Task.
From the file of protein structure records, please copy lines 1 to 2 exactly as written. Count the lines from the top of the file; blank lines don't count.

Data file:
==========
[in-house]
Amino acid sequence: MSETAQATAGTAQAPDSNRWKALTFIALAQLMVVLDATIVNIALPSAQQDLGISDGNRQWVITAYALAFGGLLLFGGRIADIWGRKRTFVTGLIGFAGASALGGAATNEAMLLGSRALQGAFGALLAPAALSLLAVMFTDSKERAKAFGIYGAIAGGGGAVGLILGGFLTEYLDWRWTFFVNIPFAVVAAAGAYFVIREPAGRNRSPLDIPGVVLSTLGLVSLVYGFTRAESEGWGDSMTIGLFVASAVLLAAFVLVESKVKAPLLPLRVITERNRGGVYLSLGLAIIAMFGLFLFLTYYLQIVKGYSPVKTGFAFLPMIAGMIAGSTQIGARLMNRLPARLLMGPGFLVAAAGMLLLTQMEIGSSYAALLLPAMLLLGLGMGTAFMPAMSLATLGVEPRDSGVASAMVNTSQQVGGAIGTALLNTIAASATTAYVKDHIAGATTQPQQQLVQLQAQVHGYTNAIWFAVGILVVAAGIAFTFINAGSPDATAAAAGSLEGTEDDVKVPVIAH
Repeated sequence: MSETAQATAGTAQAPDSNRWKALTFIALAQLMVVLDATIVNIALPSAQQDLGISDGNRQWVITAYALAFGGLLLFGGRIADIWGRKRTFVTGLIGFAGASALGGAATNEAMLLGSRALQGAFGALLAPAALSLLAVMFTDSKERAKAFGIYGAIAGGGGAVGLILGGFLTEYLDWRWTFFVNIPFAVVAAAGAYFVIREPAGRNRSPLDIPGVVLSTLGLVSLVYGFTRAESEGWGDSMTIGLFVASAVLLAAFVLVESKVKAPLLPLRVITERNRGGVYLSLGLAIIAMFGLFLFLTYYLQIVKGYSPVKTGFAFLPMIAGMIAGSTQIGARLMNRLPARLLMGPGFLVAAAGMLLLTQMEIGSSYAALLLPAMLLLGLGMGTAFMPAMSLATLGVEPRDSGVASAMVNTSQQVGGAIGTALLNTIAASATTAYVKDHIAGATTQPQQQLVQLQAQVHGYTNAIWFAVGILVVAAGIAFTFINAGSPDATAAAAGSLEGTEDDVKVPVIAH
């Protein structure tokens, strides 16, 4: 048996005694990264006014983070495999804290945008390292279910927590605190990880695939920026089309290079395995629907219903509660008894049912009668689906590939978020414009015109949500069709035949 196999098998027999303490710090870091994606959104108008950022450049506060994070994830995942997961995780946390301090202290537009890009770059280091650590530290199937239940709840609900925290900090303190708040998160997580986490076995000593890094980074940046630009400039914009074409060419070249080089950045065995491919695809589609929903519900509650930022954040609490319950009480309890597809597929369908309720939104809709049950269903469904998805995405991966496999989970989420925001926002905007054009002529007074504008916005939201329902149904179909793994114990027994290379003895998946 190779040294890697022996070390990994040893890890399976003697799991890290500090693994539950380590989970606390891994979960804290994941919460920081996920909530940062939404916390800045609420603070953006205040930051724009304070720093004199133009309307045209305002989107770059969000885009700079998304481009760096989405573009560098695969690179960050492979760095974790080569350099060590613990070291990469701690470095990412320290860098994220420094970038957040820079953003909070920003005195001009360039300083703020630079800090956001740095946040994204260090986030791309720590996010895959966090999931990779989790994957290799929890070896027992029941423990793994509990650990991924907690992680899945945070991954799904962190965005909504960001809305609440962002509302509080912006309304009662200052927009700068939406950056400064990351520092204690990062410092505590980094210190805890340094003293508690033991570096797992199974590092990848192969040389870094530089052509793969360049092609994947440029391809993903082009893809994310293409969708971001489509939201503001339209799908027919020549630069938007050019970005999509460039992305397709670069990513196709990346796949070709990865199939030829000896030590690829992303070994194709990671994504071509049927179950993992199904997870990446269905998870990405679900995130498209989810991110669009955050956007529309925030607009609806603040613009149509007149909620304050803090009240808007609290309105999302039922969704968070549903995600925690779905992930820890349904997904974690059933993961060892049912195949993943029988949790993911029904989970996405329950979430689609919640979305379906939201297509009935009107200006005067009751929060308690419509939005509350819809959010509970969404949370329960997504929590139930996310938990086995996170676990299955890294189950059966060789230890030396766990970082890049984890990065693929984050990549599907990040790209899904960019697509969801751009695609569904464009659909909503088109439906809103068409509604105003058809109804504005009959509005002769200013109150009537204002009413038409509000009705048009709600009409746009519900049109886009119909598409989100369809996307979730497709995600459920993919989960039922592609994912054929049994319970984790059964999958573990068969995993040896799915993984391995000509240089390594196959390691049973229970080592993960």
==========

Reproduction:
[in-house]
Amino acid sequence: MSETAQATAGTAQAPDSNRWKALTFIALAQLMVVLDATIVNIALPSAQQDLGISDGNRQWVITAYALAFGGLLLFGGRIADIWGRKRTFVTGLIGFAGASALGGAATNEAMLLGSRALQGAFGALLAPAALSLLAVMFTDSKERAKAFGIYGAIAGGGGAVGLILGGFLTEYLDWRWTFFVNIPFAVVAAAGAYFVIREPAGRNRSPLDIPGVVLSTLGLVSLVYGFTRAESEGWGDSMTIGLFVASAVLLAAFVLVESKVKAPLLPLRVITERNRGGVYLSLGLAIIAMFGLFLFLTYYLQIVKGYSPVKTGFAFLPMIAGMIAGSTQIGARLMNRLPARLLMGPGFLVAAAGMLLLTQMEIGSSYAALLLPAMLLLGLGMGTAFMPAMSLATLGVEPRDSGVASAMVNTSQQVGGAIGTALLNTIAASATTAYVKDHIAGATTQPQQQLVQLQAQVHGYTNAIWFAVGILVVAAGIAFTFINAGSPDATAAAAGSLEGTEDDVKVPVIAH